At the close of his first inaugural address, Abraham Lincoln spoke to those who would divide the United States.
“We are not enemies, but friends,” said the 16th president. “We must not be enemies. Though passion may have strained it must not break our bonds of affection. The mystic chords of memory, stretching from every battlefield and patriot grave to every living heart and hearthstone all over this broad land, will yet swell the chorus of the Union, when again touched, as surely they will be, by the better angels of our nature.”
Almost 150 years after Lincoln uttered those words, America is again divided.
The question that will be answered by voters on this first Tuesday in November is whether the land must remain divided.
Eight years of George Bush’s tragically flawed attempt at a presidency have strained the very fabric of the American experiment. Our debates about war and peace, taxes and spending, civil rights and civil liberties have developed bitter edges that suggest we are enemies: Democrat versus Republican, Red State versus Blue State, liberal versus conservative.
The banner-carrier of Lincoln’s Republican party in this fall’s election, John McCain, has torn open holes in that fabric, exploiting the oldest and ugliest of our differences.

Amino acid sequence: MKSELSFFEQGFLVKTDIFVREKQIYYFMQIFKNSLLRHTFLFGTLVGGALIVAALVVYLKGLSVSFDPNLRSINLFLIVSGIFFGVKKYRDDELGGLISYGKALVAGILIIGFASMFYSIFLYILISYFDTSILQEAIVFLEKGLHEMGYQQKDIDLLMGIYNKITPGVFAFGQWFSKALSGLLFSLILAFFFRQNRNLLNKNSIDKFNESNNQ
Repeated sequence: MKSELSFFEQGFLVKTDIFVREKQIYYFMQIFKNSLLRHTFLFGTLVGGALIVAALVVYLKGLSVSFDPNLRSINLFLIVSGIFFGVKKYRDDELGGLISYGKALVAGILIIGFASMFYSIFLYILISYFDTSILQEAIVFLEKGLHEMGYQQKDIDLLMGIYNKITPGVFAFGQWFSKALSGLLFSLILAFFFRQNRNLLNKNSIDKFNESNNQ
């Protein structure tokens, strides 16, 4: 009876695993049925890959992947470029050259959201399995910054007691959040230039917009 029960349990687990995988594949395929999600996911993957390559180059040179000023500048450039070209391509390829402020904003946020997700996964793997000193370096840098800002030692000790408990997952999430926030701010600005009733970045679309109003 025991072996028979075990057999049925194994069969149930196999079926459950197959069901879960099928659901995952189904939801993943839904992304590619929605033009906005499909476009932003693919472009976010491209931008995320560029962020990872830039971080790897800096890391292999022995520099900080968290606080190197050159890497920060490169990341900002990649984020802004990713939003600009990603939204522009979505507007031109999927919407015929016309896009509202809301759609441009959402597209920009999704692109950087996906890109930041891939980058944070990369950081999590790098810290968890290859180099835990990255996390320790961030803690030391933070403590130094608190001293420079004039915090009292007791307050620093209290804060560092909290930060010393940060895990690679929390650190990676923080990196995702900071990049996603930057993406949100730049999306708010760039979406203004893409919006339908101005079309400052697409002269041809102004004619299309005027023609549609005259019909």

And yet, most Americans are still touched by the better angels of our nature.
We still believe that this great nation can and should be what Lincoln imagined: “the last best hope of Earth.”
That, more than any of the vagaries of campaign finance, battleground-state calculations or simplistic candidate comparisons, explains why Barack Obama’s campaign for the presidency has been so successful — and why its success has become an imperative no less consequential than those of other historic candidacies: Jefferson in 1800, Lincoln in 1860, Roosevelt in 1932.
It may be mere coincidence that Obama is, like Lincoln, an Illinoisan with a relatively short resume of electoral service.
But as Obama submits himself to what his home-state predecessor called “this great tribunal of the American people,” we are reminded of the essential message of Lincoln’s distant campaigning: “The dogmas of the quiet past are inadequate to the stormy present. The occasion is piled high with difficulty, and we must rise — with the occasion. As our case is new, so we must think anew, and act anew and then we shall save our country.”